The lack of confidence in technology will be solved thanks to… technology. This is the result of a study by the Pew research center and the University of Elon (USA) in which about half of the participants in a survey distributed among more than 1,2000 experts in the digital universe argue that the advances being made in this field – on identification of Internet users, authentication of data, etc. – will contribute to convince the most skeptical about the security of the current uses of the Web, mobile devices, social networks, etc.
The need for companies and institutions that depend on their credibility and reliability is a prime incentive. Those who express themselves in this way also think that the extension of technological habits in the lives of an increasing number of citizens will reinforce this positive effect. As is usual with reference to digital transformations, young people will play a very prominent role. From US Ignite, Glenn Ricart, with forty years of experience, places his hope concretely on the millennials. Another participant in the Pew report, Adrian Hope-Bailie, director of virtual payments firm Ripple, emphasizes the close relationship of areas as diverse as finance, health, education or politics in this debate.
Analysts place their hope on the change over the younger, especially the millennials,
Proof of this is that, as philosopher Stephen Downes of the National Research Council of Canada recalls , ” we travel all over the world to attend lectures and sleep in rented houses of people we know only on the internet …” What would we think of an airplane pilot who has never trained in a simulator? What would you say about an attorney who, while preparing for his cases, does not use computer services to recover jurisprudence? “, Adds this expert before solving:” We believe in them precisely because they are taking advantage of the technology in their tasks. ”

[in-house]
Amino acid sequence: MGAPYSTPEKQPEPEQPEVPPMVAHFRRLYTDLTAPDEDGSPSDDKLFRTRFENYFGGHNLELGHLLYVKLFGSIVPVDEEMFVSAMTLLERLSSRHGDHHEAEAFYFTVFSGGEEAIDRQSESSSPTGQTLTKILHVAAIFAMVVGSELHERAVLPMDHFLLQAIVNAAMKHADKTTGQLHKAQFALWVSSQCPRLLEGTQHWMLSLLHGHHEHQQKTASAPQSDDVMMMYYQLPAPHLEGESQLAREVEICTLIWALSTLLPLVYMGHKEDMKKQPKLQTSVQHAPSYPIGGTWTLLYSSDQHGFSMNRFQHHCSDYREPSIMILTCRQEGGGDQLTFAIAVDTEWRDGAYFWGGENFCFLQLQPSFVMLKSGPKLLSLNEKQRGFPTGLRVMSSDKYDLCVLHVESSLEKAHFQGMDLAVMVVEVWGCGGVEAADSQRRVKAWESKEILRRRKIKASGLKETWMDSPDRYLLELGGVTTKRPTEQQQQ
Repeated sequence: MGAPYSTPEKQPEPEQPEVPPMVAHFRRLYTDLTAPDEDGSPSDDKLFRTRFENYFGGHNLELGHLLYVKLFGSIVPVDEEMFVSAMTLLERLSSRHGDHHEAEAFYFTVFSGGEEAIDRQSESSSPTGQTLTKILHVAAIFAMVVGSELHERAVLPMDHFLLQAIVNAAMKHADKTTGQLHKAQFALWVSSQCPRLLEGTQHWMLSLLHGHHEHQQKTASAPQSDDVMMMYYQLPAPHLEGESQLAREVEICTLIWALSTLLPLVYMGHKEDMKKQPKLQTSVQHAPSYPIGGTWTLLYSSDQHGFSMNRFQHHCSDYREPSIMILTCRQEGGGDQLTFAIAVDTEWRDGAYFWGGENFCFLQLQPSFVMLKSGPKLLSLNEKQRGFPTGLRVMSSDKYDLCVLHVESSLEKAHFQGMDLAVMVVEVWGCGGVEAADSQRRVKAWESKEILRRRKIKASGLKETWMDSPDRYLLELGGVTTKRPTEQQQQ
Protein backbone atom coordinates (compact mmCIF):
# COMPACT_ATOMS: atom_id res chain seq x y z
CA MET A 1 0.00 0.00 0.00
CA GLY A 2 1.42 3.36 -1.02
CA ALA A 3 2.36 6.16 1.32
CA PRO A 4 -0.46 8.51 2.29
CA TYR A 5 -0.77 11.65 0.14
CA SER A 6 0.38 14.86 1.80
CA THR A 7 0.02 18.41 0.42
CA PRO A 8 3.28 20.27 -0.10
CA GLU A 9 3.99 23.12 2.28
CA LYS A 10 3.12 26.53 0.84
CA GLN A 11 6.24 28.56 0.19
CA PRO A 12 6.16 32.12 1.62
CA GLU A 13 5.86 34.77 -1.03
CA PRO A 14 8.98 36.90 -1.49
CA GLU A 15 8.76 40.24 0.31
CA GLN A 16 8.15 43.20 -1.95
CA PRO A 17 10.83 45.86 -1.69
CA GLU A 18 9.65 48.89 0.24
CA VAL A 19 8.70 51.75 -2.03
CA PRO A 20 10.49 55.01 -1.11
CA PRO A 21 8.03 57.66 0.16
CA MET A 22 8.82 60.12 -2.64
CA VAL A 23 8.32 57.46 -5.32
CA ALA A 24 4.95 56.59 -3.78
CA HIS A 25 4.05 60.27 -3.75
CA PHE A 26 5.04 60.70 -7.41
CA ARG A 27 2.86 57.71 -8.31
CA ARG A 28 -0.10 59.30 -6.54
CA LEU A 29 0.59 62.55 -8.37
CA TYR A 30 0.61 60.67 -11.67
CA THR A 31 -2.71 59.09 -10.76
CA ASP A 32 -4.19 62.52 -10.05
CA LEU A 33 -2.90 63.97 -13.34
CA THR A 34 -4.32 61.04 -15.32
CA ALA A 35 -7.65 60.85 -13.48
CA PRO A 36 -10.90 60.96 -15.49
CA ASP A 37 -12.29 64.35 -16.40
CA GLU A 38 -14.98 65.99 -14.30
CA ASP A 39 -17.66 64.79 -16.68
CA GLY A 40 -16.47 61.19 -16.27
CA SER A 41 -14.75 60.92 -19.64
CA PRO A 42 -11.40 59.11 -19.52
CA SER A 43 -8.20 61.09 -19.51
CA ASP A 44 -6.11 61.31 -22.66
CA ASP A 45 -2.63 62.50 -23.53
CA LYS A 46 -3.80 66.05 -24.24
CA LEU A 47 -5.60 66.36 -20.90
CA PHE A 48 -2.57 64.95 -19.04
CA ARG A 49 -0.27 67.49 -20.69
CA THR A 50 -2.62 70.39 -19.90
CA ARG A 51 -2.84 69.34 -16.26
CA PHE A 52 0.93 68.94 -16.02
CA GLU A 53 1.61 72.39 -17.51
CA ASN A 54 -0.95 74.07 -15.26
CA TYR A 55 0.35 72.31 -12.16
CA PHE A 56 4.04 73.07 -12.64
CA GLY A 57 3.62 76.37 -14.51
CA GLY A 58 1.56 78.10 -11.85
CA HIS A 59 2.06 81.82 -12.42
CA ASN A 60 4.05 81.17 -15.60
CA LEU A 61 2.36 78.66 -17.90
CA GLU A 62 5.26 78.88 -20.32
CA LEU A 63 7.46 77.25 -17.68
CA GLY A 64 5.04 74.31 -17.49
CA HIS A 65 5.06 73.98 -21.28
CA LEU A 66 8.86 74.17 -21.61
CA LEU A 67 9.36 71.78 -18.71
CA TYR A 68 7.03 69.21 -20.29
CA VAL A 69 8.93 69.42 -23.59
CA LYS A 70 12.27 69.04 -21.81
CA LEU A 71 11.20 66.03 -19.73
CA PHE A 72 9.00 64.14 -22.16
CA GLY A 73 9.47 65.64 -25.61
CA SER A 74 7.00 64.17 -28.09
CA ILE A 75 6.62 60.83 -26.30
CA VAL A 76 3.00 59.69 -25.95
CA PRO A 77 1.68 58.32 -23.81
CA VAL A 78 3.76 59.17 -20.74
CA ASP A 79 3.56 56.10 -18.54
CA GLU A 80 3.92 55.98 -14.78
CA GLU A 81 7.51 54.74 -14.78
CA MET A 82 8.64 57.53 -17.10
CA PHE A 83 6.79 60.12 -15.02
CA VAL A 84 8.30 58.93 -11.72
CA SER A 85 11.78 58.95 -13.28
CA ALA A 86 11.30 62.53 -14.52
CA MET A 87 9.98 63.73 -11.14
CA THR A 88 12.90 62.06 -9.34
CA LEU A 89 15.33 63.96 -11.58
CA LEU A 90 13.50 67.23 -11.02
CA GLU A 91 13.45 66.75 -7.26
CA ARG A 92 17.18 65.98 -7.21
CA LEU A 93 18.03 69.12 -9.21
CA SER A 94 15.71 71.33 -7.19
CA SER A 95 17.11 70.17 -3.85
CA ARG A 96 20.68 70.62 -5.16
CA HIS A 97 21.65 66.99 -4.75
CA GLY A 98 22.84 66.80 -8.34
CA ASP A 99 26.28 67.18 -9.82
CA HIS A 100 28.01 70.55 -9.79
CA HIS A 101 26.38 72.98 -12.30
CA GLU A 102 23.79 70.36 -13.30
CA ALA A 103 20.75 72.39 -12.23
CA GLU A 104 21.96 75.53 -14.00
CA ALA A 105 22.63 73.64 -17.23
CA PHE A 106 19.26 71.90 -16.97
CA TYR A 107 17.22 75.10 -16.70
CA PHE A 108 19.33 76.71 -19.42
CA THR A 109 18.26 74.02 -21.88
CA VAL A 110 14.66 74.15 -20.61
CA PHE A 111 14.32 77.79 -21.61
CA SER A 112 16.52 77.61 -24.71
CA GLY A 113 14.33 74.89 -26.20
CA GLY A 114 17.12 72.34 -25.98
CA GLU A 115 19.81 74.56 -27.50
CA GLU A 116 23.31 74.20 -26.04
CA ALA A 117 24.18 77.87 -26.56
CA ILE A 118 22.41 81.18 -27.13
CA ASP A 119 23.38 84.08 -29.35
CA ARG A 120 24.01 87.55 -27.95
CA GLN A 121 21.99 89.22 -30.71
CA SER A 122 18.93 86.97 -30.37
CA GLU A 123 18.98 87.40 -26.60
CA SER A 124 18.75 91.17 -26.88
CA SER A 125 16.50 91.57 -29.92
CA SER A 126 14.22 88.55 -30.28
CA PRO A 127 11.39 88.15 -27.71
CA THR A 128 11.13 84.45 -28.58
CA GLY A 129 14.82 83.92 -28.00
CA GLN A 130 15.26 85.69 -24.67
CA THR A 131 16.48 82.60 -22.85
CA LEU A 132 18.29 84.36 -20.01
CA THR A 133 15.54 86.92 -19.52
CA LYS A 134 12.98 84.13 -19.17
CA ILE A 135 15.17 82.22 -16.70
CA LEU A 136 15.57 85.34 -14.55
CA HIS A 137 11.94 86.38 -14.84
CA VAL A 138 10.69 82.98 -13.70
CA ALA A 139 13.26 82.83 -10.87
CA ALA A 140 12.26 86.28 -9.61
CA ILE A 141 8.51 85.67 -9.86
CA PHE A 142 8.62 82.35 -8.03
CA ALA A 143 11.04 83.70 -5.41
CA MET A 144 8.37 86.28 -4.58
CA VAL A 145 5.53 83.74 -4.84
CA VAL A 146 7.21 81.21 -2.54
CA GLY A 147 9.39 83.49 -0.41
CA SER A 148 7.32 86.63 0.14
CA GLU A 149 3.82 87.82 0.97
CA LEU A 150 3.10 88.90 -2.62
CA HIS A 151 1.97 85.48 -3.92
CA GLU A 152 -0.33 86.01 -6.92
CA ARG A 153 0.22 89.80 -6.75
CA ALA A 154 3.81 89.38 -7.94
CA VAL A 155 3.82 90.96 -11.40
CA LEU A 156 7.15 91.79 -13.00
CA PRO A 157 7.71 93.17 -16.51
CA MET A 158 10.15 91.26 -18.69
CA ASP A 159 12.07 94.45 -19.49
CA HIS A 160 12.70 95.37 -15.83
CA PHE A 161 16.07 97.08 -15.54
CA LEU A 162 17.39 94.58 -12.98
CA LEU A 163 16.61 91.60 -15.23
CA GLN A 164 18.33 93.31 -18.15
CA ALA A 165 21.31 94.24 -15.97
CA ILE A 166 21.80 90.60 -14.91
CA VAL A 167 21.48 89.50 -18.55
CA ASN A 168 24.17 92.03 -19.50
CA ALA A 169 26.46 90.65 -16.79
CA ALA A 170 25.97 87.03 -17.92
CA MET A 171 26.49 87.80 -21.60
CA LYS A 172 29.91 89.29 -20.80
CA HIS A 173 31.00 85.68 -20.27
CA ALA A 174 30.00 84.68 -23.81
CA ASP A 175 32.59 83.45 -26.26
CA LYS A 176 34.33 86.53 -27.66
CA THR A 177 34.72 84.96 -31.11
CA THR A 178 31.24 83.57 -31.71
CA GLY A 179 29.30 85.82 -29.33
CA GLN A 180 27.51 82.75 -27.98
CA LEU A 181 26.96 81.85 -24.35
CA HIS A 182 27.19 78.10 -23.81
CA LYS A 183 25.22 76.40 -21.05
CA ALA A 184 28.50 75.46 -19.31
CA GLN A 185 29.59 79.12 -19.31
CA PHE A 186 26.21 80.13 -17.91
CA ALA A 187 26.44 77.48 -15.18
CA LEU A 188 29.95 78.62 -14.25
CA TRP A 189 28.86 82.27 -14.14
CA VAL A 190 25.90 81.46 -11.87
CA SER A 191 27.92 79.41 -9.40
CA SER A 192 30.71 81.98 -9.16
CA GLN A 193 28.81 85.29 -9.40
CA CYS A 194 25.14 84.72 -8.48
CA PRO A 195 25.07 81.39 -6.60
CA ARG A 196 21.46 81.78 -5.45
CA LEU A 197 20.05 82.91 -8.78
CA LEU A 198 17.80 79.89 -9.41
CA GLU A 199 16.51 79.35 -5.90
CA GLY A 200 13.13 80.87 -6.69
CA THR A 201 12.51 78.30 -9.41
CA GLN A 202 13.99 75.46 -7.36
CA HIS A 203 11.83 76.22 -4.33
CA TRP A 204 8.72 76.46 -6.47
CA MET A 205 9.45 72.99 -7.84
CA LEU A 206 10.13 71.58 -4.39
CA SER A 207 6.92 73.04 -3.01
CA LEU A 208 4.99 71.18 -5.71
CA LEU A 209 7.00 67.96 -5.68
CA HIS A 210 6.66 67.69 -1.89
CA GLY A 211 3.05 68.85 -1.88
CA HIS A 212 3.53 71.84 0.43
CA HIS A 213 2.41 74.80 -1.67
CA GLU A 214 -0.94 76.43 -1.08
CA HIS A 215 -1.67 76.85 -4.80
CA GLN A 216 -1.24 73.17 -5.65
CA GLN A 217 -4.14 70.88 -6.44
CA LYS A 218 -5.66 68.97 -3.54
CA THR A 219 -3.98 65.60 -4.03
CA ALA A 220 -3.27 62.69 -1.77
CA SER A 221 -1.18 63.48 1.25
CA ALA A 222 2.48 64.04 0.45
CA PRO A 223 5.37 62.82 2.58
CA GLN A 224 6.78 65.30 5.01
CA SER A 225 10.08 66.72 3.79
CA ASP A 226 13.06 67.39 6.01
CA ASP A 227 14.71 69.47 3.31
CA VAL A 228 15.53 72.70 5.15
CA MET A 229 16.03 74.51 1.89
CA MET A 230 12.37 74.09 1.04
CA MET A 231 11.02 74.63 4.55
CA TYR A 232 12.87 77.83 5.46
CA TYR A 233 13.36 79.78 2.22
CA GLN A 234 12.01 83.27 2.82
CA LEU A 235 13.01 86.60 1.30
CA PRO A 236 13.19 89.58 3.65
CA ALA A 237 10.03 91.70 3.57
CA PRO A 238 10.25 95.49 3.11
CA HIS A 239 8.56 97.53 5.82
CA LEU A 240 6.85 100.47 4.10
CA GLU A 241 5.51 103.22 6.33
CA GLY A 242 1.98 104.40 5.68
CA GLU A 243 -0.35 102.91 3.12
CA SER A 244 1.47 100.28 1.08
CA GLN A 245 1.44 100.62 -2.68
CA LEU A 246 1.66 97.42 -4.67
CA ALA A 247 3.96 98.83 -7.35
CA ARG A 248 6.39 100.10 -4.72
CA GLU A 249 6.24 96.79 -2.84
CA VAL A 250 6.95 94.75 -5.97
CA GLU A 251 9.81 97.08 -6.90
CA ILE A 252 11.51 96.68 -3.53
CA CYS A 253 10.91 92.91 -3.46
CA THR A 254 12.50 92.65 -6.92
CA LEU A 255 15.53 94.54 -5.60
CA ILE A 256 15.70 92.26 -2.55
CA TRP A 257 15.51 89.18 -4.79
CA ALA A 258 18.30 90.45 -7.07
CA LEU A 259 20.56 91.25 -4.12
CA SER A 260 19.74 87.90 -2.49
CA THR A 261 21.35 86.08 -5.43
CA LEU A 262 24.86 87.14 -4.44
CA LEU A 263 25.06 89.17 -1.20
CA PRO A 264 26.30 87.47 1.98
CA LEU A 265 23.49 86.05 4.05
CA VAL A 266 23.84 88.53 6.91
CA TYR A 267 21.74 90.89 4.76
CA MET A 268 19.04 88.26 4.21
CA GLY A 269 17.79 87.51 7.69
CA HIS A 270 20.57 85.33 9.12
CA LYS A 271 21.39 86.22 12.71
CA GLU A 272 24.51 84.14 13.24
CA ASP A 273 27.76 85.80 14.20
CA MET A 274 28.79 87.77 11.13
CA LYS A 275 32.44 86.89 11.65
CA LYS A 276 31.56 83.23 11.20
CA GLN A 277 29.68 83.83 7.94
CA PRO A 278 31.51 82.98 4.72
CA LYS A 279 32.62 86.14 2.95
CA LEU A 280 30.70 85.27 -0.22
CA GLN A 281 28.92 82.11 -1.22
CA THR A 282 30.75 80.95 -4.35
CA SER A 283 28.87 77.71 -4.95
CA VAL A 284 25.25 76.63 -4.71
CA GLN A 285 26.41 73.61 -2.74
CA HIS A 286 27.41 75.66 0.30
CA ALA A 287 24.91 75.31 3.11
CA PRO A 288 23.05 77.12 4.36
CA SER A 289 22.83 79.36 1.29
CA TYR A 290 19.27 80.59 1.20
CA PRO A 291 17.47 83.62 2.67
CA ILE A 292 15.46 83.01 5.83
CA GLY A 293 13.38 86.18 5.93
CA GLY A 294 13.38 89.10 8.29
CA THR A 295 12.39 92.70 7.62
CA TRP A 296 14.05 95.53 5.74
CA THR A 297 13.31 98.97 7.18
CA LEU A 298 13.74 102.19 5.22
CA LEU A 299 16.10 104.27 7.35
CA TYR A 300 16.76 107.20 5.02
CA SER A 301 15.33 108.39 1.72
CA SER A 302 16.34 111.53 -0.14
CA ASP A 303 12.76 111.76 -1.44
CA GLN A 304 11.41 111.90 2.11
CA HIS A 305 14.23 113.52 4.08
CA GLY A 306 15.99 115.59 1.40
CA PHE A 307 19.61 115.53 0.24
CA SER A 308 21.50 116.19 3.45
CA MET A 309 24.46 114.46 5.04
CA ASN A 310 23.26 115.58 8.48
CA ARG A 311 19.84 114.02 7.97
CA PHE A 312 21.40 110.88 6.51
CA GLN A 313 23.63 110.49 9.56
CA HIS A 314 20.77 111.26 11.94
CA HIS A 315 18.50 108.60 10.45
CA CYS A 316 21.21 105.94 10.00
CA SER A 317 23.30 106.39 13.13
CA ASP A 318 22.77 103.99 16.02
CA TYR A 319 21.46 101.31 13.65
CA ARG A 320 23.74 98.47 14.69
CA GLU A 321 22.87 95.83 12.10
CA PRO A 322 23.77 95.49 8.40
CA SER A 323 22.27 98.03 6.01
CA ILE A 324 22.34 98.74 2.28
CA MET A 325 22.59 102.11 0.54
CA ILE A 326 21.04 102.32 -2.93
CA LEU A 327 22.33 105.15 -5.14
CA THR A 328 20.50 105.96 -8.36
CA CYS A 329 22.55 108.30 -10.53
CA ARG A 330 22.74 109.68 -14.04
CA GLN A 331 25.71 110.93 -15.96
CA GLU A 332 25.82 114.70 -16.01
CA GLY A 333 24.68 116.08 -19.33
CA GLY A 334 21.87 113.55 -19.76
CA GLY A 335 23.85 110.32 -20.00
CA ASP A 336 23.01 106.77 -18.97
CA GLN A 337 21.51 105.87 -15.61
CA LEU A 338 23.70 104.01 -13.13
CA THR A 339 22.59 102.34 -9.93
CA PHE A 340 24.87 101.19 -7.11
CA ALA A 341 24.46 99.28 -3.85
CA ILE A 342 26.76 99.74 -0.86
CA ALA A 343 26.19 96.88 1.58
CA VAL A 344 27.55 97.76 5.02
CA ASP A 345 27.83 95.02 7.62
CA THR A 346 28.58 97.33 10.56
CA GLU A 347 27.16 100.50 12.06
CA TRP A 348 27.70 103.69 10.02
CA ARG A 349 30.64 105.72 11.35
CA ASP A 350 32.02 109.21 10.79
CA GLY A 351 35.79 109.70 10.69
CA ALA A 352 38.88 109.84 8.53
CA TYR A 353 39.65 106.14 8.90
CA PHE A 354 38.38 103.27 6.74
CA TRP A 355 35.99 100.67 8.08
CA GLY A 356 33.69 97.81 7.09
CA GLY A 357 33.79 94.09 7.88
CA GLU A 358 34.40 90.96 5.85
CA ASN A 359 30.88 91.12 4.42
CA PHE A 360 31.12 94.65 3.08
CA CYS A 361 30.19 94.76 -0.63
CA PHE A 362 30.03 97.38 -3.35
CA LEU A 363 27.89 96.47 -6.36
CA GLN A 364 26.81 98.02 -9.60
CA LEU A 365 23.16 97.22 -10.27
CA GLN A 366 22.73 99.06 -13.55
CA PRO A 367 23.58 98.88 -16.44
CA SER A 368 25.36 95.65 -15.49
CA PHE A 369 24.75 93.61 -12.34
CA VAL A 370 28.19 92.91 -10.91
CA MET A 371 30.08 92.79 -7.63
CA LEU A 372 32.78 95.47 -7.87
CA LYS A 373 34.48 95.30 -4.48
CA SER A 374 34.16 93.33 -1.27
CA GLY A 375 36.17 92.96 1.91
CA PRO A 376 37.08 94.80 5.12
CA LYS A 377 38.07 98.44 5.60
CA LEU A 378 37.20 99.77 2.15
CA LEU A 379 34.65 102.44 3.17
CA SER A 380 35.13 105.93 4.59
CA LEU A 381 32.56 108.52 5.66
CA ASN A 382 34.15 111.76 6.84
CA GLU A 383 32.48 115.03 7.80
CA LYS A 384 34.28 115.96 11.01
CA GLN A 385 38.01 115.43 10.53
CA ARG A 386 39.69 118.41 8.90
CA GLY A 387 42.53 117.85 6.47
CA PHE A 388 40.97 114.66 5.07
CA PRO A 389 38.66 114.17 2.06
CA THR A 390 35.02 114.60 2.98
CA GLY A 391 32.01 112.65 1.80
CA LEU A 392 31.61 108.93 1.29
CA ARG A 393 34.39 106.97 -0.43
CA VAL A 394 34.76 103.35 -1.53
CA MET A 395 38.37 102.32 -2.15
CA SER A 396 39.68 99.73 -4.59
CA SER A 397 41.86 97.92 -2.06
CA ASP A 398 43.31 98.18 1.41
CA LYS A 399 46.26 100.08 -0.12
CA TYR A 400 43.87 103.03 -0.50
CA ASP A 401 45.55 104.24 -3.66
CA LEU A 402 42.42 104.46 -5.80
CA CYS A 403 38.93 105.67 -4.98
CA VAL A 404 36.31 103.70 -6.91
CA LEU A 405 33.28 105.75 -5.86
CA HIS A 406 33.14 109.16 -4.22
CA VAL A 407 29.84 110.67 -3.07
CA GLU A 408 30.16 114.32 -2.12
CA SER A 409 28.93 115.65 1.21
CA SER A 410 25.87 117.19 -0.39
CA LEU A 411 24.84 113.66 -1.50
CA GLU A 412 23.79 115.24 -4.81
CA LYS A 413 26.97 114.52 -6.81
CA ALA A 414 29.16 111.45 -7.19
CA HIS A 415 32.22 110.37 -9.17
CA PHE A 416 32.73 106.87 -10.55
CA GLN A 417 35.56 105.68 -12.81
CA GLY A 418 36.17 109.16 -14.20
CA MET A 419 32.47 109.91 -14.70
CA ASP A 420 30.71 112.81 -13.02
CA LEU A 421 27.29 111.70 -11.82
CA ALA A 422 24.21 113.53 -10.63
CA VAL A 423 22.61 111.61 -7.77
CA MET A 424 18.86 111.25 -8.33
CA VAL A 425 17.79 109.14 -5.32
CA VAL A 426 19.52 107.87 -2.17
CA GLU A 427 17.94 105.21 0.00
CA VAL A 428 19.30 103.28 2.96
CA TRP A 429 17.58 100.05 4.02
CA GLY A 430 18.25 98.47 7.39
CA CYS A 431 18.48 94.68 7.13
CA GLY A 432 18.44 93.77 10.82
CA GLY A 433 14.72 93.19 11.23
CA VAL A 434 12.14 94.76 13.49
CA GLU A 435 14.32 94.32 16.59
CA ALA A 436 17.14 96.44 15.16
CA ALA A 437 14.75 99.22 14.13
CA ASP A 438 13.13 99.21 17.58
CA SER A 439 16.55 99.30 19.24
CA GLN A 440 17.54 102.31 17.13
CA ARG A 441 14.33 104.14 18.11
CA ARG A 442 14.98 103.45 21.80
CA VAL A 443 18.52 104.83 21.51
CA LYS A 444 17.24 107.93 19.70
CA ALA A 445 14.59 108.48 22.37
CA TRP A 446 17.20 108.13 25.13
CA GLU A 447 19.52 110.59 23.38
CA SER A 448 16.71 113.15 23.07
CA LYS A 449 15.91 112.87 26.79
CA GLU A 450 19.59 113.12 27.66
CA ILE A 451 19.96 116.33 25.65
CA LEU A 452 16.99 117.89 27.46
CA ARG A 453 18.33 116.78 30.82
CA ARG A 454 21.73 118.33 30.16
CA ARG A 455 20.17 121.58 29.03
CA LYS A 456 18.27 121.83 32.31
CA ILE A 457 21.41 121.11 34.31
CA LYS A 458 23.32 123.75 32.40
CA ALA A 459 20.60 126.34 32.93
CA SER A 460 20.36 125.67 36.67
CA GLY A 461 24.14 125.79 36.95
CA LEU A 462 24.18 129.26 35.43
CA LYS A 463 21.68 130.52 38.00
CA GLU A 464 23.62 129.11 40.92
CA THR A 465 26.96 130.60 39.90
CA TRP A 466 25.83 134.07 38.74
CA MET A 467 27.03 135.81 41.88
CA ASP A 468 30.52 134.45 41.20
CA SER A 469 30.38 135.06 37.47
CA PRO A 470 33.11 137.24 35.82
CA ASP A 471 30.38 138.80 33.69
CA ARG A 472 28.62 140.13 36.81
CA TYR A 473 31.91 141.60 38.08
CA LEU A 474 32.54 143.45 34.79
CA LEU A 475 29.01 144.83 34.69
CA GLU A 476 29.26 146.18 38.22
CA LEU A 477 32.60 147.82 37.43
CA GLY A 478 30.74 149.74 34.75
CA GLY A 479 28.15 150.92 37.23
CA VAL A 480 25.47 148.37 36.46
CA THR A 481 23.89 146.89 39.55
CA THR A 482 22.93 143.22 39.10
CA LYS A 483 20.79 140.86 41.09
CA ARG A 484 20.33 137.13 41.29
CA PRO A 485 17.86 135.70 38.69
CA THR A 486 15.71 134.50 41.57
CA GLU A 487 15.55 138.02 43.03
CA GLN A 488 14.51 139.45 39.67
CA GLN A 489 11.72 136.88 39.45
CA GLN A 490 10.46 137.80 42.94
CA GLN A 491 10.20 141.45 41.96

Be that as it may, Professor David R. Karger of the Massachusetts Institute of Technology (MIT, USA), recommends maintaining a “healthy distrust”, and encourages the public not to give up the surveillance of the 2.0 environment. Mike Roberts, who was the first president of the Internet Corporation for the assignment of names and numbers, warns that the benefits of “comfort, quality, quantity, etc.” of digital systems “will lead to the development of” protection techniques “.”Biometrics, encryption, etc. compete in this race with darker forces, “disagrees Richard Adler, Institute for the future.
Philosopher Stephen Downes asks: “What would we think of a pilot who has never trained in a simulator?
Professor Emeritus of the University of Pennsylvania (United States) Oscar Gandy adds: “Let’s hope the audience understands the multitude of ways in which their content and materials are used by politicians.” His colleague Hume Winzar of the Australian University of Macquarie is trying to bring peace of mind by saying that governments and organizations, for their own sake, want to make management and communications safer. Sam Anderson, who works for the University of Massachusetts Amherst (USA), sums it up: “The Web will be ubiquitous.”
A UK government analyst, David Durant, extends this same idea: “People who have grown up with mobile technology and social networks, which have interacted with companies and authorities, etc., consider this dimension to be normal “. Abundant scientific literature links this “social capital” with “economic development,” “cohesion,” “welfare,” “personal happiness.” On the other hand, the lack of trust is described as a factor that unleashes “chaos”, “paralysis” and even “violence”.
Governments and companies, for their own sake, want management and communications to be more reliable.